Rainbird was a software label from UK telecommunications company British Telecom focussing on utility software, adventure games and simulation titles. Rainbird was part of BT's TelecomSoft Entertainment Software publishing arm and was run by Tony Rainbird.
Tony had not intended to use his own name for the label; the imprint was originally going to be called Bluebird but that name was already in use. The alternative title Rainbird, a suggestion by the Chief Executive of BT, allowed them to retain the already-designed "blue box" packaging and also matched the theme of other TelecomSoft imprints such as Firebird.
Although well-known for utility programs such as the OCP Art Studio and The Music System, as well as pseudo-simulation games like Carrier Command and Starglider, Rainbird ended up publishing games from the two biggest, and most critically acclaimed, producers of text adventures on the UK scene, Magnetic Scrolls and Level 9. The expensive packaging of the Rainbird "big blue box" adventures aped the releases of Infocom, including "feelies" and game-related novellas (often part of the copy protection).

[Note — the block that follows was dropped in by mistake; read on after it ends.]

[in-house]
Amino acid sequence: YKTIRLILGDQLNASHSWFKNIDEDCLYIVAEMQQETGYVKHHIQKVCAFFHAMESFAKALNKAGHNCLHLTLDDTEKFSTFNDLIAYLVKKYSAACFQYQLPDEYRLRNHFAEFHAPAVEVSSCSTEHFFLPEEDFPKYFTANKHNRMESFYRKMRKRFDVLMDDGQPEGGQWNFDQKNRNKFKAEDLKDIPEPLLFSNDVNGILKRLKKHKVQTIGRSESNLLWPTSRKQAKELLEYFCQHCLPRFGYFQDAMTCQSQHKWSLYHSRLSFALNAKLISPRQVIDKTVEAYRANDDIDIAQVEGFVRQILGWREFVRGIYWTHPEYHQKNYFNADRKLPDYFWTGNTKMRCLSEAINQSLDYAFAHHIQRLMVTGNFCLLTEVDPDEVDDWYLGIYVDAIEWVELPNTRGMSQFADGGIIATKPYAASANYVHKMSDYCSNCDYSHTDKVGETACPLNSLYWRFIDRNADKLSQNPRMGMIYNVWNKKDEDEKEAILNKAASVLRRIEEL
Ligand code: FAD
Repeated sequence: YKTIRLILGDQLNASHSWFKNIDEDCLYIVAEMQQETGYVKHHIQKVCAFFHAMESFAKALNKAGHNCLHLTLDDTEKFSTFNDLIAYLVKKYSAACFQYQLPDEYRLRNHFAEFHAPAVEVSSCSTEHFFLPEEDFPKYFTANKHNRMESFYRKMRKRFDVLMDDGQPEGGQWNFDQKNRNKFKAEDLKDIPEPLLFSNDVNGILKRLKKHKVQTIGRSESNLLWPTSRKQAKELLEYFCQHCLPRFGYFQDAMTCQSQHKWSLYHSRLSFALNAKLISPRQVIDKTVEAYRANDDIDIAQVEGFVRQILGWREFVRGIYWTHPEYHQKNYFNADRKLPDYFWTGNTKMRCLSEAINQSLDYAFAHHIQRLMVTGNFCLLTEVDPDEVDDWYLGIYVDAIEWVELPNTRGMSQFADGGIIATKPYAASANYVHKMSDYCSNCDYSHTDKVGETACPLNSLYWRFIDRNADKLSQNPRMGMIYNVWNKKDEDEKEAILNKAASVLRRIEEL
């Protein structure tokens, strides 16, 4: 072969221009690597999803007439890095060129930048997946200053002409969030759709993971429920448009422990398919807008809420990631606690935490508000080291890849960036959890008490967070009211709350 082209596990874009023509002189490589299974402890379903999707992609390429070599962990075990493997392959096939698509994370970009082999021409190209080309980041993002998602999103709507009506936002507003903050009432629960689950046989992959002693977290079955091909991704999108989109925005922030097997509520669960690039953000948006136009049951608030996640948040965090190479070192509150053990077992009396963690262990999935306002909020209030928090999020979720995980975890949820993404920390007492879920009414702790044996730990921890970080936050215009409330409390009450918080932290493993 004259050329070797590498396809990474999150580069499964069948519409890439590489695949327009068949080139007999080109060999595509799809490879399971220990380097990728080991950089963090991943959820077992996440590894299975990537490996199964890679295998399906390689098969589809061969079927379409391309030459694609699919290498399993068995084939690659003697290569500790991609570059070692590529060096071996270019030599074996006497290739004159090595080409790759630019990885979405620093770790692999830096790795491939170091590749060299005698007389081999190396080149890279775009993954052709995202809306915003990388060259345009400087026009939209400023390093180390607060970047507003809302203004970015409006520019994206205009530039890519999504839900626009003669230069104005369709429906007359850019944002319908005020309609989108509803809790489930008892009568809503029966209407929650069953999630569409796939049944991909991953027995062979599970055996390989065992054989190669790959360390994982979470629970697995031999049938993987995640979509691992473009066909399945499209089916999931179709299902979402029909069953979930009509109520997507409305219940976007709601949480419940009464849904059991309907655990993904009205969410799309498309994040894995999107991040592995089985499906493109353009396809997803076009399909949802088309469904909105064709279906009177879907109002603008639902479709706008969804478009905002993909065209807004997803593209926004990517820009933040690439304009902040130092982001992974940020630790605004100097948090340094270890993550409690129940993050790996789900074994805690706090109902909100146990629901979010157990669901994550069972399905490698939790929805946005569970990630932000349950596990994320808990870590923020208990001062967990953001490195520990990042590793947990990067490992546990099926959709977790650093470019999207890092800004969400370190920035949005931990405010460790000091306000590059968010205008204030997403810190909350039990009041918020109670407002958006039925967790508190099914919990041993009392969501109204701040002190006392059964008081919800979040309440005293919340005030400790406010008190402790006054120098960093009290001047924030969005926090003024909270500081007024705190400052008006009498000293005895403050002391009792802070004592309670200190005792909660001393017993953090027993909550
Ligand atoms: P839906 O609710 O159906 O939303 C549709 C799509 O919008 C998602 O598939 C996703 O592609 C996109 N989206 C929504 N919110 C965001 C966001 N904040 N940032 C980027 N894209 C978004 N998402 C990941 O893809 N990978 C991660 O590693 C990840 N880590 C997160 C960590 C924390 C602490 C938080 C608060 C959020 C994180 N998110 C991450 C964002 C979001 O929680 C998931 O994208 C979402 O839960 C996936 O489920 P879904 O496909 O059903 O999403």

Rainbird's relationship with the team at Level 9 was more fractious and possibly less fruitful for both companies, but it did result in the publication of two compilations: Jewels of Darkness (Colossal Adventure, Adventure Quest and Dungeon Adventure) and Silicon Dreams (Snowball, Return to Eden and The Worm in Paradise). These reworked re-releases added additional graphics and also brought the games to a few previously unexplored platforms.
As well as the published titles listed above, there were several adventure-related projects that never saw the light of day:
- The Acrobat, an enhanced 16-bit version of the comics-style adventure system used by Simon Price and Mike Lewis for their Red Hawk and Kwah! games.
- RAIL (or R.A.I.L.) - the Rainbird Adventure Implementation Language, commissioned from John Jones-Steele. A C-style language, with a sophisticated parser, it could create graphical text adventures The intention was for Rainbird to produce several games using the system and then publish the creator itself.
- The History of Rainbird (currently offline, archived site link).
- RAIL on the Bird Sanctuary website (currently offline, archived site link).
- RAIL system & demo download (archived page)
- Fire and Rain from The Digital Antiquarian blog.
- The Pawn’s Second Life (or, When Tony Met Anita) from The Digital Antiquarian blog.